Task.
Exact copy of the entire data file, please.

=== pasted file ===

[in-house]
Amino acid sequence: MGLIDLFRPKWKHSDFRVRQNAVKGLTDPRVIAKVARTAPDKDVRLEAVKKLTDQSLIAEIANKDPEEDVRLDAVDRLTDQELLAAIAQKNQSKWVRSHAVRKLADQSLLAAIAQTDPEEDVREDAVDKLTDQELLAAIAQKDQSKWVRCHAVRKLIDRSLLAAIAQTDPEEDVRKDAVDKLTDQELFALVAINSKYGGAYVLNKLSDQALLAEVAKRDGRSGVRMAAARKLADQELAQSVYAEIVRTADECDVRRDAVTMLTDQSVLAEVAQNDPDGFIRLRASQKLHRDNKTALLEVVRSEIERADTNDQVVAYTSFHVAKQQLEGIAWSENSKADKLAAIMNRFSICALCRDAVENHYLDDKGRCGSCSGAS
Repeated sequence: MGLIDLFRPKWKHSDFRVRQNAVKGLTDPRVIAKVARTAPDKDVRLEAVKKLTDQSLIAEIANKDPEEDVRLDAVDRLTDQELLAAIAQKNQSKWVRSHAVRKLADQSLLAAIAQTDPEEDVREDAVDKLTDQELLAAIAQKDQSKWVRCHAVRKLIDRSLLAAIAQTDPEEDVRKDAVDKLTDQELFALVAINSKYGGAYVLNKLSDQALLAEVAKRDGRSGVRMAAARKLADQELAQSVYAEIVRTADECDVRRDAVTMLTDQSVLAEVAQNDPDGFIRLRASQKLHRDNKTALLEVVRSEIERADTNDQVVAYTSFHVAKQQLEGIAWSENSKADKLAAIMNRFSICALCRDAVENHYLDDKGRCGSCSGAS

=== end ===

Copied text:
[in-house]
Amino acid sequence: MGLIDLFRPKWKHSDFRVRQNAVKGLTDPRVIAKVARTAPDKDVRLEAVKKLTDQSLIAEIANKDPEEDVRLDAVDRLTDQELLAAIAQKNQSKWVRSHAVRKLADQSLLAAIAQTDPEEDVREDAVDKLTDQELLAAIAQKDQSKWVRCHAVRKLIDRSLLAAIAQTDPEEDVRKDAVDKLTDQELFALVAINSKYGGAYVLNKLSDQALLAEVAKRDGRSGVRMAAARKLADQELAQSVYAEIVRTADECDVRRDAVTMLTDQSVLAEVAQNDPDGFIRLRASQKLHRDNKTALLEVVRSEIERADTNDQVVAYTSFHVAKQQLEGIAWSENSKADKLAAIMNRFSICALCRDAVENHYLDDKGRCGSCSGAS
Repeated sequence: MGLIDLFRPKWKHSDFRVRQNAVKGLTDPRVIAKVARTAPDKDVRLEAVKKLTDQSLIAEIANKDPEEDVRLDAVDRLTDQELLAAIAQKNQSKWVRSHAVRKLADQSLLAAIAQTDPEEDVREDAVDKLTDQELLAAIAQKDQSKWVRCHAVRKLIDRSLLAAIAQTDPEEDVRKDAVDKLTDQELFALVAINSKYGGAYVLNKLSDQALLAEVAKRDGRSGVRMAAARKLADQELAQSVYAEIVRTADECDVRRDAVTMLTDQSVLAEVAQNDPDGFIRLRASQKLHRDNKTALLEVVRSEIERADTNDQVVAYTSFHVAKQQLEGIAWSENSKADKLAAIMNRFSICALCRDAVENHYLDDKGRCGSCSGAS